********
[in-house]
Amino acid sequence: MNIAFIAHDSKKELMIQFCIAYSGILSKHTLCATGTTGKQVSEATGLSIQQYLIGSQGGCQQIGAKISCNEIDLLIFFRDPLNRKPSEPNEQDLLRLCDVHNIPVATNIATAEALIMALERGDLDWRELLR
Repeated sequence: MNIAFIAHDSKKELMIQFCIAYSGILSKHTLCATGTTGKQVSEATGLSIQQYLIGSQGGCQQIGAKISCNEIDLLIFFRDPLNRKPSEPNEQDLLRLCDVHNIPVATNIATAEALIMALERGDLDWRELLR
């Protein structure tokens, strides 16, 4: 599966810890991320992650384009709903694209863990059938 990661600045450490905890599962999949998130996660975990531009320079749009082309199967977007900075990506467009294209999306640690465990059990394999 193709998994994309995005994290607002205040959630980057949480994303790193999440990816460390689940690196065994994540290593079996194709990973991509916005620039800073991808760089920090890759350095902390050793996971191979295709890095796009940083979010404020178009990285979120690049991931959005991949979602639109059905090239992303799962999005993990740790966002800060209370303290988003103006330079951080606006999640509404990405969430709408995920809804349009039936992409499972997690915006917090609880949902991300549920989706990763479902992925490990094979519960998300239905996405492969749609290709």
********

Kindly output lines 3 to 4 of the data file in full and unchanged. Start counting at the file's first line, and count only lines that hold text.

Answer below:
Repeated sequence: MNIAFIAHDSKKELMIQFCIAYSGILSKHTLCATGTTGKQVSEATGLSIQQYLIGSQGGCQQIGAKISCNEIDLLIFFRDPLNRKPSEPNEQDLLRLCDVHNIPVATNIATAEALIMALERGDLDWRELLR
């Protein structure tokens, strides 16, 4: 599966810890991320992650384009709903694209863990059938 990661600045450490905890599962999949998130996660975990531009320079749009082309199967977007900075990506467009294209999306640690465990059990394999 193709998994994309995005994290607002205040959630980057949480994303790193999440990816460390689940690196065994994540290593079996194709990973991509916005620039800073991808760089920090890759350095902390050793996971191979295709890095796009940083979010404020178009990285979120690049991931959005991949979602639109059905090239992303799962999005993990740790966002800060209370303290988003103006330079951080606006999640509404990405969430709408995920809804349009039936992409499972997690915006917090609880949902991300549920989706990763479902992925490990094979519960998300239905996405492969749609290709």